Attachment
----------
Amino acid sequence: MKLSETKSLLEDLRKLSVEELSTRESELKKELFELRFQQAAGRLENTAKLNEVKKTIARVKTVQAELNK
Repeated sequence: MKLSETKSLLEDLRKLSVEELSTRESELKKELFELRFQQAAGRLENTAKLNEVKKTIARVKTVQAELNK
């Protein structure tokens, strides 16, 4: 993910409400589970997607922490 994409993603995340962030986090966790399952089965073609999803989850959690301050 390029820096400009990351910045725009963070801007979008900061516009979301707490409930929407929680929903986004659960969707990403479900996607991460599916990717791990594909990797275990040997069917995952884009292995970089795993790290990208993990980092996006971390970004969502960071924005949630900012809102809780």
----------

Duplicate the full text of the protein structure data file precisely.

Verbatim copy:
Amino acid sequence: MKLSETKSLLEDLRKLSVEELSTRESELKKELFELRFQQAAGRLENTAKLNEVKKTIARVKTVQAELNK
Repeated sequence: MKLSETKSLLEDLRKLSVEELSTRESELKKELFELRFQQAAGRLENTAKLNEVKKTIARVKTVQAELNK
């Protein structure tokens, strides 16, 4: 993910409400589970997607922490 994409993603995340962030986090966790399952089965073609999803989850959690301050 390029820096400009990351910045725009963070801007979008900061516009979301707490409930929407929680929903986004659960969707990403479900996607991460599916990717791990594909990797275990040997069917995952884009292995970089795993790290990208993990980092996006971390970004969502960071924005949630900012809102809780």